Barry Bonds Promises To Hit Home Run for Perfectly Healthy, Rich Kid
Embattled Slugger Tells Sickly Boy: "Just Shut Up and Get Better"
H. Prescott Kent enjoys lunch on the lawn of his fabulously sprawling estate in Southampton with his Aunt Carolyn. The two are celebrating Prescott's good news that a famous African-American athlete will "go yard" just for him.
SAN FRANCISCO, CA. (The Sportsman's Daily Wire Service) – Just days before his twenty-first birthday, H. Prescott Kent of the Southampton, New York Kents, learned he'd be receiving an unusual present. Controversial homerun slugger Barry Bonds of the San Francisco Giants announced he would hit a homerun for the young, cultivated eligible bachelor. Kent says he's not a baseball fan, but may look in on the proceedings in a game scheduled against the New York Mets on Tuesday, May 29th at Shea Stadium. "It's nice of Mr. Bonds to do whatever he's going to do for me," Kent said. "If I'm so inclined, I may take in the game live or watch it in Daddy's study."
Bonds was recruited by the Make-a-Wish Foundation to hit a homerun much like Babe Ruth allegedly did over seventy-five years ago for a young, dying boy in a hospital. This time that ailing child is Nicky Santucci who is the only survivor of a row house fire near Oakland that killed his entire family. But Bonds felt wasting an athletic achievement like a homerun on a kid who's probably too sick to appreciate it in the first place isn't worth doing. Bonds said, "I'd rather do it for someone with the financial solvency to really value the feat, perhaps even share it with some rich neighbors. Besides, I hear the kid's gonna die soon anyhow. But he keeps sending me letters all the time written in crayon. His spelling is atrocious. I just wish he'd just shut up and get better - or die. Just get it done either way."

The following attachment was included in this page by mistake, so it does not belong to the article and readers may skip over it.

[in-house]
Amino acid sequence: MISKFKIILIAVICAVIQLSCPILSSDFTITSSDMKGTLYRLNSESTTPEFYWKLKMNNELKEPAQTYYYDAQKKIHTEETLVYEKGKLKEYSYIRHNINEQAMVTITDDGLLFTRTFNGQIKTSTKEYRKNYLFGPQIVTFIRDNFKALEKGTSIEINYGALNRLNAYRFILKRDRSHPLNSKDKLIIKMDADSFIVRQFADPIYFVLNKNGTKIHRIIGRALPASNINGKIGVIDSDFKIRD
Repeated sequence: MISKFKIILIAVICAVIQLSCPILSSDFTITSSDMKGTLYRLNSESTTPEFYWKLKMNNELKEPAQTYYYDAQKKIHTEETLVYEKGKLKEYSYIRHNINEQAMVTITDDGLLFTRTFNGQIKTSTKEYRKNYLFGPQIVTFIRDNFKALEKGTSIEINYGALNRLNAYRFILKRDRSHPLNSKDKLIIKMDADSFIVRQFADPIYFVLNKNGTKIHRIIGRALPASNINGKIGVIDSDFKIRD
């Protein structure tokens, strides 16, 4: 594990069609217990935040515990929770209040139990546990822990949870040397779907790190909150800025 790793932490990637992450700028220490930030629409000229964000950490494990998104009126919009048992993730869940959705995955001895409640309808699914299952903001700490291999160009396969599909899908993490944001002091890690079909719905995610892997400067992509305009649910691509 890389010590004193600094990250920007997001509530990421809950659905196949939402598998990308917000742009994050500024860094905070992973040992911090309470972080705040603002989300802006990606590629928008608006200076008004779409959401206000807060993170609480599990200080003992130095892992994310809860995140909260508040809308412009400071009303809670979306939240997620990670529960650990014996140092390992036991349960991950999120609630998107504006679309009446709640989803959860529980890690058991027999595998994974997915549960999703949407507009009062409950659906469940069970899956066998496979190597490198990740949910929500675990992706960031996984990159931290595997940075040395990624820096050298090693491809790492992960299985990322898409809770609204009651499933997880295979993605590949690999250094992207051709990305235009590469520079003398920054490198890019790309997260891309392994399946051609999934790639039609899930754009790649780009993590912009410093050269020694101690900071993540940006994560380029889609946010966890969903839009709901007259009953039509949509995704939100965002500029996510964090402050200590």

H. Prescott Kent's aunt, Carolyn Ashton-Bates said, "I understand this whole thing came about because years ago some fellow named Babe Ruth hit a homerun for a young, sickly boy in the hospital. How positively winning. But that was many years ago. We can't go building up the hopes of a prepubescent burn victim now can we? Suppose Mr. Bonds fails in his quest. That might send little what's-his-name over the edge. Prescott's just more able to handle a disappointment like that in everyway - emotionally, intellectually, physically, and financially.
Real Estate mogul Carter Forsythe, a neighbor of the Kents looks forward to watching the event. "Young Prescott's so sporting just like his father Dalton," the billionaire said sipping one-hundred year old brandy as he gazed out over a slightly choppy Atlantic Ocean. "But I must leave you now as I don't care much for reporters. But let me say for the record, I hope that little kid turns a corner soon."
Neither the Kents nor the Forsythes plan on meeting Bonds personally.
The Authors of The Sportsman’s Daily